By Kathleen Hoy Foley
But what about elder abuse that is invisible to the eye? What about elder abuse that is permitted? Not only permitted, but encouraged and celebrated? It is particularly sinister when abuse disguises itself as a noble cause and delivers its wounds from the shadows, especially to those unequipped to protect themselves. Abuse, no matter what name it goes by or how it is concealed, always injures a body and damages a life.
An elderly person subjected to abuse forgoes all hope for emotional recovery. The impact is too great; the time to rebuild what has been destroyed too limited. Abuse perpetuated against an elderly woman defines the rest of her life. It is her final chapter. For many of us, it was also our first chapter.
I am an old woman among thousands of old women across this country who, as juveniles, were brutally impregnated in a time when we did not own our own bodies, when sexual assault lacked description, and termination rights did not exist. Rape was our offense. And pregnancy was our punishment. We hid out in maternity homes. But the finger of public accusation found us anyway and pointed straight at our disgraced, swollen bellies. Eventually we were rescued by the confidential adoption process that freed us from all connections to the assailant and returned us to our lives. But we were permanently, catastrophically injured, and forever shamed. We are shame—embodied and visceral. Trauma is our permanent, screeching companion.
Once again we stand accused. We are elderly women hunted because of those secret, shameful pregnancies. We are ghosts fabricated from delusions. We are worn bodies hunted by younger aggressors manic with obsession, spewing anger the equivalent of road rage. We are relics hunted for our names; our lineage; for the blood circulating in our veins. We are fossils hunted for the bones and flesh that structure our images. We are sideshow freaks hunted for our deformities and DNA. We are little girls in wrinkled skin hunted to provide humiliating, ancient sexual details. We were forced breeders, broodmares hunted now as mothers.
We are invisible. Young aggressors mock our trauma as fictional. Yet we are in your family, among your friends. We eat at your Thanksgiving table. We are mute, unseen old women singed by the legacy of sexual violence. Violence that never found justice or voice. We could not seek justice because justice was not available to us. We had no name for rape or sexual abuse. No words for the unspeakable. No reference for sexual violence committed by familiar faces. Sexual assault was part of our lives. It occurred in our homes. In our schools. In our churches. At family gatherings. We were invisible girls assaulted in plain sight. It was what we endured and what we were blamed for. It was a time when girls lived at the mercy of male aggressors—sexual predators who frolicked on wide-open playgrounds. We were their free amusement.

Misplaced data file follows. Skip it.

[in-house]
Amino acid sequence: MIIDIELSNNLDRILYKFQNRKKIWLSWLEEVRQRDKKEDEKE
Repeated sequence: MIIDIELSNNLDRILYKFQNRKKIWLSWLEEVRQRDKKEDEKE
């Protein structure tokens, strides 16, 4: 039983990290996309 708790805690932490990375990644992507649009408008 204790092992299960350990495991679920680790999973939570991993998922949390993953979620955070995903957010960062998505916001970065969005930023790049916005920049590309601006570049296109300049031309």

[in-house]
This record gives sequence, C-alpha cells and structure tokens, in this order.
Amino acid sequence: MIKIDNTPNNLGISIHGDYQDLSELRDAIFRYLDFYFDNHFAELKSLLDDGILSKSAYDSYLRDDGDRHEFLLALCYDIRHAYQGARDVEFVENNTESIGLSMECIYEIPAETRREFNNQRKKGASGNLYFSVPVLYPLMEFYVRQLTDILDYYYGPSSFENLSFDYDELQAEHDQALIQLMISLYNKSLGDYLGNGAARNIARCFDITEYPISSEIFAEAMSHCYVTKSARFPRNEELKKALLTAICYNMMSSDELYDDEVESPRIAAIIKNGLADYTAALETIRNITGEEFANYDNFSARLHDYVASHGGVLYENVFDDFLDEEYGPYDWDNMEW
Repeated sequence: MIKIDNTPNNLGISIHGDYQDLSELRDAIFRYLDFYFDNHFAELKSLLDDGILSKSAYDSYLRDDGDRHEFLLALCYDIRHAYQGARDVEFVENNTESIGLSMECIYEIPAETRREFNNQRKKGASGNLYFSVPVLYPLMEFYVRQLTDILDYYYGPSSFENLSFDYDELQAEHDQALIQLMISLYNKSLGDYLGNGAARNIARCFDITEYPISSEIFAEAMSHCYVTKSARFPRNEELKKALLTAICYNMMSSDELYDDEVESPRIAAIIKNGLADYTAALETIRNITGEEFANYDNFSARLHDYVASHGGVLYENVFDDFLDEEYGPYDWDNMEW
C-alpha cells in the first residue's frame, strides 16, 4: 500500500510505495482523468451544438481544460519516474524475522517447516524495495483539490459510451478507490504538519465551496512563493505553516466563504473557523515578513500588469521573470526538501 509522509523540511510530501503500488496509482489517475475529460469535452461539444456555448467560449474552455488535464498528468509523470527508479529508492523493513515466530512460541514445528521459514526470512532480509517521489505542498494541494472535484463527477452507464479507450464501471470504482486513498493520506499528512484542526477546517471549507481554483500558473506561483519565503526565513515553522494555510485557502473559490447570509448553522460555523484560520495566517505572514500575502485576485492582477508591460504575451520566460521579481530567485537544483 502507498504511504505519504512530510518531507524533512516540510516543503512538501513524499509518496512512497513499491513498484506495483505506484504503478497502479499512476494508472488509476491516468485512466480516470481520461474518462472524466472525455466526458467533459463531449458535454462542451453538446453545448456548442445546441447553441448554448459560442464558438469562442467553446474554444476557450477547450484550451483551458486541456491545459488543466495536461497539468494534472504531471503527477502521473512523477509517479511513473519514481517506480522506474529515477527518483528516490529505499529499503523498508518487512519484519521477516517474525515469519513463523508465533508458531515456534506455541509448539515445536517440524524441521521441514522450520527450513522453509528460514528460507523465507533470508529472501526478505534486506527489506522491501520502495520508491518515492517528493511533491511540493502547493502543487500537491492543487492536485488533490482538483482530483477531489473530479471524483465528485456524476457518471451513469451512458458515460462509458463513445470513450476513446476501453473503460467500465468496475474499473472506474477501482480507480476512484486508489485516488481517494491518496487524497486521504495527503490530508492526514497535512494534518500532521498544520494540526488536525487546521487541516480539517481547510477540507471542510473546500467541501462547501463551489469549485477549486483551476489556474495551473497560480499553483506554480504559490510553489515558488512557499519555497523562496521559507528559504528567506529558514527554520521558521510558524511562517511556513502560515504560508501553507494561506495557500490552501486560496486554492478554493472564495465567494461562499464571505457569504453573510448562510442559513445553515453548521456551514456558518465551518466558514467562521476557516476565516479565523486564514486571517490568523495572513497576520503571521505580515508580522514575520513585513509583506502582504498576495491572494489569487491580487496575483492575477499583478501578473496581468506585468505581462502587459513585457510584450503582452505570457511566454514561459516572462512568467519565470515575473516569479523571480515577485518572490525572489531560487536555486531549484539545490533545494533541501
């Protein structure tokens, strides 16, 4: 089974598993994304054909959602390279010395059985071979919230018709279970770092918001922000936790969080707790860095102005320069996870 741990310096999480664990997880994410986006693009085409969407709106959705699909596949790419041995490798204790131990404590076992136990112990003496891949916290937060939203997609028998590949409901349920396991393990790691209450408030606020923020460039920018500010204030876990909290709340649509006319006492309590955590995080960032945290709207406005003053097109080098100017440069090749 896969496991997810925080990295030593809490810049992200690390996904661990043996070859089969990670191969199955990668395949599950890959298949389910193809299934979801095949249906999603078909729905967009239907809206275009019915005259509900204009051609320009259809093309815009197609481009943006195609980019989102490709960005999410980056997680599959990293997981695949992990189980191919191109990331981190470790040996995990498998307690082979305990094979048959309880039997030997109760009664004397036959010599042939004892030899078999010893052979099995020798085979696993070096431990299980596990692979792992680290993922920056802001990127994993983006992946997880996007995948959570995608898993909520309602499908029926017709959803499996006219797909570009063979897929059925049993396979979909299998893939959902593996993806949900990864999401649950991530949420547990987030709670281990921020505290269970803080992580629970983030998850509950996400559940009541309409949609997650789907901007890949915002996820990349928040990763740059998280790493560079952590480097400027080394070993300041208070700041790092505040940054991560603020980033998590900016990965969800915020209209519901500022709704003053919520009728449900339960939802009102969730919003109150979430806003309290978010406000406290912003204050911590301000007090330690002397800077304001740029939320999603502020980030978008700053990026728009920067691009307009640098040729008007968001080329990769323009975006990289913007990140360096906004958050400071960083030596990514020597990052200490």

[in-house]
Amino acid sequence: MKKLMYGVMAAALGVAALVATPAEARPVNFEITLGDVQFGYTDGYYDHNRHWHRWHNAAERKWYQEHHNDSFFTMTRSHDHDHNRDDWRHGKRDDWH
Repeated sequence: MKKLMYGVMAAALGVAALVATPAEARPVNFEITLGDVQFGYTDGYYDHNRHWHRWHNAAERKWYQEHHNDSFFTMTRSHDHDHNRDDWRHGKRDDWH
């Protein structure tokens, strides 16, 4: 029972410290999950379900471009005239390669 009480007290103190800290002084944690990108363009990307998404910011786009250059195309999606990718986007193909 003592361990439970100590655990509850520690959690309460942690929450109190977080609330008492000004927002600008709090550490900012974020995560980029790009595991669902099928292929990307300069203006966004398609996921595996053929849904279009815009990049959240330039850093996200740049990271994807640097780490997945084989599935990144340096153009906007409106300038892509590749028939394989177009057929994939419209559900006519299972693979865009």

Now we are elderly women terrified of exposure. We have protected our loved ones from our sordid pasts even as we live trembling in dark, secret hiding from its pursuit. We know that our families cannot protect us. Caregivers won’t protect us. Nursing homes, like the archaic maternity homes where once we cowered, can’t protect us. No cop with a gun strapped to his hip can protect us from abuse that is permitted.
As the clamor to unseal confidential adoption records grows steadily louder and increasingly hostile and the public imagines fairytale “reunions,” elderly women are silently absorbing the blows and sucker punches landed by aggressors advancing toward them in revenge. Lawmakers are swayed by ignoble rhetoric from aggressors disguising themselves as champions for adoption reform and retroactive justice. The public is influenced by delusions of sentimental, made-for-television, “mommy” moments, as the mental health community remains stonewall silent on the living damage of past sexual trauma in the elderly. All the while, traumatized old women remain targets of strangers hunting them—aggressors enjoying public and legal support as they claim entitlement to elderly women’s lives, their beloved families, and their cherished homes during their final, fleeting chapters.
June 15 is Elder Abuse Awareness Day. Abusing an elderly woman by invading her life, destroying her privacy, and exposing her past sexual wounds is indefensible. Perverting that abuse into a righteous cause and celebrating it as a victory is not only contemptible, it is a call for political action and criminal prosecution.
We are the mute old women sitting at your dinner table. We are elderly women terrified of the aggressors chasing us because of a catastrophic, confidential pregnancy.
We need your help.
Elder Abuse Awareness Day, June 15